Baking Bad: Ex-Cons Learn To Bake Restaurant-Worthy Bread

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Baking Bad: Ex-Cons Learn To Bake Restaurant-Worthy Bread

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The Freedom Bakery story began in 2015. Founder Matt Fountain had little more to his name than a phone bill. He’d studied art history, tried different careers – but he couldn’t shake a desire to do something bigger. Something that would help other people. If it involved his love of food somehow, then so much the better.

As a teenager, Matt had seen first-hand the complex social damage that follows a criminal conviction.

Matt Fountain, Freedom Bakery founder

‘When someone comes out of prison, they can quite quickly get entrenched and stuck in a reality that’s made for them; their lives are structured by social services. It doesn’t give them liberty,’ says Matt.

‘Having a record is a tough thing, but though it’s easy to feel sorry for people, that itself is another problem. Feeling sorry for someone doesn’t lead them anywhere – it’s not going to help.’

Enter Freedom Bakery. Taking notes from progressive prisoner rehabilitation schemes in places such as Italy, Matt wanted to see if a food business could create opportunities for people serving time. By teaching new skills, from baking to logistics, Freedom Bakery rebuilds confidence and hopefulness before prisoners are released.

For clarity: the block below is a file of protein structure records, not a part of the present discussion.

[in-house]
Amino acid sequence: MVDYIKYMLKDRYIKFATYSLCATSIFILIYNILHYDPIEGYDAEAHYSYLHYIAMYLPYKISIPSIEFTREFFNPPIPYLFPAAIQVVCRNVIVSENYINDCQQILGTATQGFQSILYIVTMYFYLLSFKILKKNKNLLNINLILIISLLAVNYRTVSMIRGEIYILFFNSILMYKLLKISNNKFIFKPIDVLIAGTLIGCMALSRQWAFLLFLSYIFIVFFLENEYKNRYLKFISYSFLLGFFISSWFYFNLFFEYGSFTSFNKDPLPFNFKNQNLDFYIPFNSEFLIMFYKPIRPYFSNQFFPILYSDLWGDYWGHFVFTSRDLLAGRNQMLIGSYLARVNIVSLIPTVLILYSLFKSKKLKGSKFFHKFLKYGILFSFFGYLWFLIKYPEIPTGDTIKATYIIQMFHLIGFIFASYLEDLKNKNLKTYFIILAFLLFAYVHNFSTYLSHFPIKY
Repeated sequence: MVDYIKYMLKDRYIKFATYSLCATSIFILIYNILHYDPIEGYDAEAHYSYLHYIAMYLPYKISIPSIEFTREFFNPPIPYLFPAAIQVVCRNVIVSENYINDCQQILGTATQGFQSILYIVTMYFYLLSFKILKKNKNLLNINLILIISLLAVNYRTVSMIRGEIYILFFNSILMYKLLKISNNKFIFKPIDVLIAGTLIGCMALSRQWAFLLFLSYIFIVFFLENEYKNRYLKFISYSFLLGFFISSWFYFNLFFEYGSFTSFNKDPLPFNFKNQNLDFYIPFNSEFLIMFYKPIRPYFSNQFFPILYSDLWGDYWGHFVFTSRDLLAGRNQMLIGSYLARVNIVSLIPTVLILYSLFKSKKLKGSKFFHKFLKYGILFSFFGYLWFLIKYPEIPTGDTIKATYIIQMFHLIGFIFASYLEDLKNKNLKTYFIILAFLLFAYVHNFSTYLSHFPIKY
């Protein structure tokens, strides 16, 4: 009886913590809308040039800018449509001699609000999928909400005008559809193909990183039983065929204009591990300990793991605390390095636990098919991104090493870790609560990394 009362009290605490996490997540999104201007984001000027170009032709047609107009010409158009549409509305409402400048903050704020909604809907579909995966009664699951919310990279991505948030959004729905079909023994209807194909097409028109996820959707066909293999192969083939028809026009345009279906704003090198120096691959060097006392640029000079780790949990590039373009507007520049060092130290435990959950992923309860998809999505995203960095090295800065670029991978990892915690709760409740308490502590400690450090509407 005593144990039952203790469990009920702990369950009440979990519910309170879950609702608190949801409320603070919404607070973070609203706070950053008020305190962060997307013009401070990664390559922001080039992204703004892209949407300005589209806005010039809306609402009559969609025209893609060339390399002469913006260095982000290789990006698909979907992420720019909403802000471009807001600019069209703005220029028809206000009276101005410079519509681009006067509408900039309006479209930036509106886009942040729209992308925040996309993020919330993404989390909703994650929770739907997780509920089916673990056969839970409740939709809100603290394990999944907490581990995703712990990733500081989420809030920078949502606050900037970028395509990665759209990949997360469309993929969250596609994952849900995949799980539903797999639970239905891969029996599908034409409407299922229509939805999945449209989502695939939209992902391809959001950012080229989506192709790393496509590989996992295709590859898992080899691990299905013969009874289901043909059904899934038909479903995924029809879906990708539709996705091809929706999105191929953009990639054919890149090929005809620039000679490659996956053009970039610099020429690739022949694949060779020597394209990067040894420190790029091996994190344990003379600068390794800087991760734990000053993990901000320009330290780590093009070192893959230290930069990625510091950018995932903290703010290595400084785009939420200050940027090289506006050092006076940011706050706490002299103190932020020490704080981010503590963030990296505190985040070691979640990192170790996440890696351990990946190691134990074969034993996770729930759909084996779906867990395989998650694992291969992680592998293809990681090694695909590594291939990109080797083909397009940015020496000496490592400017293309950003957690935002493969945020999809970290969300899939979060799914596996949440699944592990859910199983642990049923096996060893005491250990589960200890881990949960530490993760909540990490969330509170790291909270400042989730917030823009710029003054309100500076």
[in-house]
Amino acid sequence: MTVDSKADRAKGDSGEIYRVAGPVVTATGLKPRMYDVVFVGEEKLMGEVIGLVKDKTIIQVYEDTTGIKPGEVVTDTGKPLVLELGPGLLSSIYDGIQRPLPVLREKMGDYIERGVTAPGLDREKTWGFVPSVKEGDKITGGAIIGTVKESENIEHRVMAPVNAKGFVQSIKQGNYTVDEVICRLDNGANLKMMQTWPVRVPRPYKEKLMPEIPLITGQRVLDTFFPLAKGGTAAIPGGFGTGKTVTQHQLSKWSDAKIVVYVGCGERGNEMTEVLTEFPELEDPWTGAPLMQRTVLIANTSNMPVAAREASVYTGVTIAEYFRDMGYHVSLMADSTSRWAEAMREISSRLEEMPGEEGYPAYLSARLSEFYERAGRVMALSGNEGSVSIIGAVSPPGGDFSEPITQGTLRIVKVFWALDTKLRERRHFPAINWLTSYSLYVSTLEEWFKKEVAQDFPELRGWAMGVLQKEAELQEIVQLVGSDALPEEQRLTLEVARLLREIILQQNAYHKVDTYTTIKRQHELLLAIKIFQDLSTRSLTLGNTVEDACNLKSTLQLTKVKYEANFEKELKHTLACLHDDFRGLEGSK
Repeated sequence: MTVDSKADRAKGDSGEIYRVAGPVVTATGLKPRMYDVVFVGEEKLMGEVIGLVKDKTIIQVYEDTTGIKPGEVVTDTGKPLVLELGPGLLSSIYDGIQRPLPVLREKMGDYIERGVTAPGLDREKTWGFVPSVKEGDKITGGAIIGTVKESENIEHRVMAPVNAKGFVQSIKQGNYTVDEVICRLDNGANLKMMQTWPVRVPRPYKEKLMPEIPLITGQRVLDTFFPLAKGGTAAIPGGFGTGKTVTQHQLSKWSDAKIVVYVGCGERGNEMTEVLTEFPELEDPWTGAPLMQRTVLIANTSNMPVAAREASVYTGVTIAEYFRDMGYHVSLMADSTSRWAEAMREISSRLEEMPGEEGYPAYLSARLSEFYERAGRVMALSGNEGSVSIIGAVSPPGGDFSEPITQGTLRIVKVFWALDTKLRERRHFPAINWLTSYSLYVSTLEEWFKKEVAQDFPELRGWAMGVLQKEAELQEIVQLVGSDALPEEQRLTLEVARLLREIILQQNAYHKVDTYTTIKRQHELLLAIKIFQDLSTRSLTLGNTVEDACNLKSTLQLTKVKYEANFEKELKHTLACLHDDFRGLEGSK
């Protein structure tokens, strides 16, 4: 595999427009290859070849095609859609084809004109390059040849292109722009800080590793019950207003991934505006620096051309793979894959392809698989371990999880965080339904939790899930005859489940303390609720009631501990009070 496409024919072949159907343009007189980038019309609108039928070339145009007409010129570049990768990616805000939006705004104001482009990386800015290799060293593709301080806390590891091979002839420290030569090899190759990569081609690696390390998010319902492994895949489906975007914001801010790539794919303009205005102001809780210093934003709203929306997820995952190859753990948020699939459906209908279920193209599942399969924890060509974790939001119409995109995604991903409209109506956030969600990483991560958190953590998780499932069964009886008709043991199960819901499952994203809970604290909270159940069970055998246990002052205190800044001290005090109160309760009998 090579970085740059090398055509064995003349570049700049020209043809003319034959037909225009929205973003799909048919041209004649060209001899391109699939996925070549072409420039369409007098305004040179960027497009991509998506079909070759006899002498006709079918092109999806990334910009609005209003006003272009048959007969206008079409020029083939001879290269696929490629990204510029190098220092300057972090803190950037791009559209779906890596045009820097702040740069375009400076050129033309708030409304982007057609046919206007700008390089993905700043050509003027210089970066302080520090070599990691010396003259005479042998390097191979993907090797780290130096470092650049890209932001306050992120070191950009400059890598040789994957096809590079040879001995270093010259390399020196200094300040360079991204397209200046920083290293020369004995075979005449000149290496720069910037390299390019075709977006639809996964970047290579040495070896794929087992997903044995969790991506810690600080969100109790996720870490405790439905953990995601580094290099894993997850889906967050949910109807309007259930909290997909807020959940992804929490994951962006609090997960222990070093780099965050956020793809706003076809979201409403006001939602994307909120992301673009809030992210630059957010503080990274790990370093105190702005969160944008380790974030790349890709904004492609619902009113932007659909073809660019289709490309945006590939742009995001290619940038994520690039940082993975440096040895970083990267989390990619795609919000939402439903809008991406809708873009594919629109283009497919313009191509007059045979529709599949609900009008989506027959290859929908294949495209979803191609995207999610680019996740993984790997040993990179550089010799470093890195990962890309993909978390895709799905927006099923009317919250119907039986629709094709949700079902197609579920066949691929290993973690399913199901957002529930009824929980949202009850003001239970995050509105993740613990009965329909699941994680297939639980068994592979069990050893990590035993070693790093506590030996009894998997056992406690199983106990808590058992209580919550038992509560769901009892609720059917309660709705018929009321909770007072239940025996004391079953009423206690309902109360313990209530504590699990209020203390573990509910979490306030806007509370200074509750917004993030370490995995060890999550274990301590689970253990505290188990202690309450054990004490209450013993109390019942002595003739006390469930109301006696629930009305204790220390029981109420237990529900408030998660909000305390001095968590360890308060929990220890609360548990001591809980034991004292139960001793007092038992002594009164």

This isn’t about forgiveness, redemption or even sympathy. Dignity returns when you have work to do, and at Freedom Bakery the same high standards are expected from every staff member. That’s one reason why their bread is so good.

‘Sometimes, in an old-fashioned way, to get over stuff, to feel better, you need to do something,’ Matt says. ‘The thing about bread is that it’s an occupation and a vocation. It’s social and creative. It’s often just what people need.’

Some of the bread from Freedom Bakery

Funded independently by charitable grants and enlightened investors (they have never sought public money), the Freedom Bakery watched its first sourdoughs rise at HMP Low Moss in the north of Glasgow. With their head baker and professional ovens, they started training their first cohort of bakers on site. They learned a lot – not least that they’d set themselves a big challenge.

As the operation grew, they raised funding for a bespoke bakery unit where they could create a permanent home with all the right kit. So they said farewell to Low Moss and headed out to the Royston area of Glasgow, where their business has since bloomed. Though it’s hard to forget the thrill of Freedom’s first sales (week 1 – £14.90, week 2 – £22.70), they’re all the prouder now the bakery supplies some of the best restaurants and delis across the Greater Glasgow area, with exciting expansion plans afoot for 2019.

With 13 employees at the bakery (almost double the number of staff in 2017), they’re joined through the week by their trainees from HMP Barlinnie. As one of them recently said, ‘Freedom Bakery gives you hope’.

The art of baking bread and deliveries to some of the best restaurants in the area

This is the best they could ask for – and, loaf by loaf, they’re hopeful for resilient futures, in Glasgow and beyond.

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